Photo of Salvador Dali painting
Photo of ‘The Persistence of Memory’ painting by Salvador Dalí. 1931. (Photo: Wikimedia)

In his cartoon, Luckovich takes the watch from the lower left quadrant of Dali’s painting, shown here, and gives it a new label. The “Doomsday Clock” was created by members of the Bulletin of the Atomic Scientists in 1947, the second historical moment, as a way to call attention to the existential threat posed by nuclear weapons.

The every-couple*** (as opposed to everyman) in the cartoon makes the link to the third moment, the IPCC’s release of the first part of its Sixth Assessment Report, by offering a thermal, climatic explanation for Dali’s disorienting image.

Over the past nine months, Americans have witnessed several instances of political and climatic surrealism, including the fall of Afghanistan just six days after the IPCC report was released. “Get used to it,” Luckovich’s cartoon seems to conclude. To even get on a path to successful action on climate change may require even more surreal moments.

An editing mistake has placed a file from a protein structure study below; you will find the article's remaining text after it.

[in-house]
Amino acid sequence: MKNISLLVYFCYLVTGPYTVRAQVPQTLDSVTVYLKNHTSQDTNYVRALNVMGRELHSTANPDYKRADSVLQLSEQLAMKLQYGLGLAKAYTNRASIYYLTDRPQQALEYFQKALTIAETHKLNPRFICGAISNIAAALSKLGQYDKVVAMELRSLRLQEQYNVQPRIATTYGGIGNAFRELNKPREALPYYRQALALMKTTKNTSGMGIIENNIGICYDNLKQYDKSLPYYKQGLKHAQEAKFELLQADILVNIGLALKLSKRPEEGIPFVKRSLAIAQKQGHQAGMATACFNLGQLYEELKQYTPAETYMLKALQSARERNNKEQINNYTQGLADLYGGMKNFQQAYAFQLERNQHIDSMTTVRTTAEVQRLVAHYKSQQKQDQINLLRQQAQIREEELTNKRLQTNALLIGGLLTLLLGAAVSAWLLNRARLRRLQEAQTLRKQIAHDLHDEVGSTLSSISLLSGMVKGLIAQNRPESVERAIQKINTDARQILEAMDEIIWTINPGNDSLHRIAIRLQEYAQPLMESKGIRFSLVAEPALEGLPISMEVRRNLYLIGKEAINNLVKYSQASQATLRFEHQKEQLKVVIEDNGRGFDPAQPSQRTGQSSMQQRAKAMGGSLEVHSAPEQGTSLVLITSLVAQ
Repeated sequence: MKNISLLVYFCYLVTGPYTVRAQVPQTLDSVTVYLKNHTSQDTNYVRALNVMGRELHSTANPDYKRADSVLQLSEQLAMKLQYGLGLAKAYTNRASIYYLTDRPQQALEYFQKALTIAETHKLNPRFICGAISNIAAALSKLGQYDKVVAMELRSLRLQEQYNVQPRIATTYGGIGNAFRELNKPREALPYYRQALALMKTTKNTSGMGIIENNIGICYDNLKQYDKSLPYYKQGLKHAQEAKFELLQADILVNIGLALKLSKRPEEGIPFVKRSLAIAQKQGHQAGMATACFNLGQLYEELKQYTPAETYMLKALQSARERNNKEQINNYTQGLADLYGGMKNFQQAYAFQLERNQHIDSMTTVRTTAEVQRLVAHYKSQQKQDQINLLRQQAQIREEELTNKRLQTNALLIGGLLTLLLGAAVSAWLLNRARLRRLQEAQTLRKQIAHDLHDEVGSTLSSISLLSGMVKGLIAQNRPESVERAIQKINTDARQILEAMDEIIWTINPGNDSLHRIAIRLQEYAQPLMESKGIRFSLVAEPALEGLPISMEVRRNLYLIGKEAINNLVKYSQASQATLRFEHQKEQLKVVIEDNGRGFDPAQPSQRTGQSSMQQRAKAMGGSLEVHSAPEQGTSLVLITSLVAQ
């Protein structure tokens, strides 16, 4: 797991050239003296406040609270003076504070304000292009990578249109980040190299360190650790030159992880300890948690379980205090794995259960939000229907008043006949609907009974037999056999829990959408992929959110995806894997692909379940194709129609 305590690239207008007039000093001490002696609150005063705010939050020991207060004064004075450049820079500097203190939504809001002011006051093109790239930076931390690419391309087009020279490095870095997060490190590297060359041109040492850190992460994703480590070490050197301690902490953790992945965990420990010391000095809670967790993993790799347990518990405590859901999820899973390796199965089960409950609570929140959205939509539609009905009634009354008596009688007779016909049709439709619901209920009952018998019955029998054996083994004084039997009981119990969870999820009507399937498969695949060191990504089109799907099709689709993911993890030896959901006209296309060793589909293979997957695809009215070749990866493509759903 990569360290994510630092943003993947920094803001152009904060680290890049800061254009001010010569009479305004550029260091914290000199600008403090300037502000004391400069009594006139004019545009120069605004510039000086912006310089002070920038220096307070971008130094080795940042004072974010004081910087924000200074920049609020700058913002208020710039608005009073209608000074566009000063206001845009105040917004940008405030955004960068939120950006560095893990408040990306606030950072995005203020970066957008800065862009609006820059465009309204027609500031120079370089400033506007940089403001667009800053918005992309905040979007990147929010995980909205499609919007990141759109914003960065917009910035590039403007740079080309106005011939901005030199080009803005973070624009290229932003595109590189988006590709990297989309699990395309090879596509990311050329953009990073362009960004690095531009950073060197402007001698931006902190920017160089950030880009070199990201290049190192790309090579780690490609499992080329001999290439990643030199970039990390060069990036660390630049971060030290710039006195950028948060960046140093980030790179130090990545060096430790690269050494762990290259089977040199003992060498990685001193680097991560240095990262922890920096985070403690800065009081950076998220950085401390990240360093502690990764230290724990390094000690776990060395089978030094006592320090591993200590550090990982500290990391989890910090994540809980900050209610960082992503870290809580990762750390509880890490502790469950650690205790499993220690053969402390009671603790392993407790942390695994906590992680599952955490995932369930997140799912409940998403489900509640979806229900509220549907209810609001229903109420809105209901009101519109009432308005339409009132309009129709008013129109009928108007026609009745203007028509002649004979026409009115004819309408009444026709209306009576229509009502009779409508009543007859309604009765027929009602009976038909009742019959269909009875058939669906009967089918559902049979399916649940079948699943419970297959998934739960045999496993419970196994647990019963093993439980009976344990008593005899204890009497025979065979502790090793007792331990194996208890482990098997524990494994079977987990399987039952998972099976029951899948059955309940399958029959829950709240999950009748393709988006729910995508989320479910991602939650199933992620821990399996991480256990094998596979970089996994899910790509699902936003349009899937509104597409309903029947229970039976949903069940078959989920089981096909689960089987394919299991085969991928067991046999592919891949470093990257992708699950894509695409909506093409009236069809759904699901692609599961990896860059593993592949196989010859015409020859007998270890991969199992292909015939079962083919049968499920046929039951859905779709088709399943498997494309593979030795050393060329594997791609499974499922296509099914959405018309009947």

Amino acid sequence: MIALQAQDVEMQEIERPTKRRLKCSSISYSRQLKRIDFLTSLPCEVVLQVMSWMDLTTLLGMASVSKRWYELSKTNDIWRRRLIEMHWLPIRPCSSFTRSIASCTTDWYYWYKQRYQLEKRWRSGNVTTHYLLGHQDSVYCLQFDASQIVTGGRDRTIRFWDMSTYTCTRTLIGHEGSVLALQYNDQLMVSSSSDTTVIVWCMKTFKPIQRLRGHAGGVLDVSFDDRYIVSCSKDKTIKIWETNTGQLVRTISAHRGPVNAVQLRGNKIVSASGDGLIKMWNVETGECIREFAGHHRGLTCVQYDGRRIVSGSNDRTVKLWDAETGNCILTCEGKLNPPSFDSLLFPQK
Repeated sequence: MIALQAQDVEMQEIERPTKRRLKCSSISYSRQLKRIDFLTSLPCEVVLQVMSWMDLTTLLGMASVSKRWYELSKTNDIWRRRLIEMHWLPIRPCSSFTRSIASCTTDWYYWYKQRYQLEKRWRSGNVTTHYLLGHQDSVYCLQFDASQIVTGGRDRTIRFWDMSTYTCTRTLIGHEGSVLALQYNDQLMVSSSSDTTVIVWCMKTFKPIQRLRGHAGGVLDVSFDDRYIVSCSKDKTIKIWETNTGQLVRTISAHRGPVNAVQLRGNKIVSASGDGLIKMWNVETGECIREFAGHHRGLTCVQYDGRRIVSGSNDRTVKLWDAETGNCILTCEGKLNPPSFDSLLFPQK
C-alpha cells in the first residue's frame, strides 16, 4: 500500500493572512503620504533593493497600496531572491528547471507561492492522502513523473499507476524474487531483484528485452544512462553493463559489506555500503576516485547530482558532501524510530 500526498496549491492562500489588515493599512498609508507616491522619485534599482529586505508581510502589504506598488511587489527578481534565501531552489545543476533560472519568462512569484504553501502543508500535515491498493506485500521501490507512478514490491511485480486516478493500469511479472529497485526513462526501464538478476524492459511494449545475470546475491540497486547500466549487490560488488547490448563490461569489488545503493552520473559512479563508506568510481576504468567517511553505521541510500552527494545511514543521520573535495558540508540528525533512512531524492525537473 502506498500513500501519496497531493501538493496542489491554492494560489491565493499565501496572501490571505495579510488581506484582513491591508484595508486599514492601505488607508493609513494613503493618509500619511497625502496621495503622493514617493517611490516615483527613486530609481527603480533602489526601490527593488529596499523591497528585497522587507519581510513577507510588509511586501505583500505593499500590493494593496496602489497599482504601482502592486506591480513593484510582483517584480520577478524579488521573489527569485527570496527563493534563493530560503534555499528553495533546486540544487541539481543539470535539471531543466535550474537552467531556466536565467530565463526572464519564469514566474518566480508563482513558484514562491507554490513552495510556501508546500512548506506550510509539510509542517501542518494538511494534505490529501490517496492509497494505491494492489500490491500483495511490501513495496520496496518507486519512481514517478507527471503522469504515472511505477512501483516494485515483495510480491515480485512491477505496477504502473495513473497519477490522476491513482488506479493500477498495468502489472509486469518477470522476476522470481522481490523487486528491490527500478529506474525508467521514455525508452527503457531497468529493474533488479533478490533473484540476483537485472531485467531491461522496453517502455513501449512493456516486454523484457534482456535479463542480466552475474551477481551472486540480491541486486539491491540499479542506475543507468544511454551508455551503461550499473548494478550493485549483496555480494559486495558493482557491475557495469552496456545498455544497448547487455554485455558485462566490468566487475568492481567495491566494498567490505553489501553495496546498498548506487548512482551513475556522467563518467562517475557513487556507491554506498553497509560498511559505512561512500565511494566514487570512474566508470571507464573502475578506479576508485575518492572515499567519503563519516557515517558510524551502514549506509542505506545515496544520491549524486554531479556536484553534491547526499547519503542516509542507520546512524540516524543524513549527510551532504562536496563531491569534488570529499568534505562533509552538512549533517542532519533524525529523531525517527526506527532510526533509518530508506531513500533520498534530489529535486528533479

But there is one positive takeaway from the overall analysis: conservative cartoonists, professional satirists all, now seem to find climate change too real to dismiss entirely as hoax.

* By contrast, many op-ed writers did not hesitate to address, and belittle, the IPCC report. Some of these pieces cited the recent book by Steven Koonin, including an op-ed by Koonin himself. In their Climate Feedback rebuttal of a Wall Street Journal review of Koonin’s book, twelve scientists highlighted the cherry-picked evidence and the invalid conclusions drawn from it. See also the review by Mark Boslough for Yale Climate Connections.

** The cartoons by Lisa Benson and Mike Lester are included in the main text. See also the cartoons by Chip Bok, Steve Kelley, and Henry Payne.

*** This couple appears in many of Luckovich’s cartoons, including his very clever response to the passage of the bipartisan infrastructure bill, which pays homage to a cartoonist of a different sort.

Michael Svoboda, Ph.D., is the Yale Climate Connections books editor. He is a professor in the University Writing Program at The George Washington University in Washington, D.C., where he has taught since...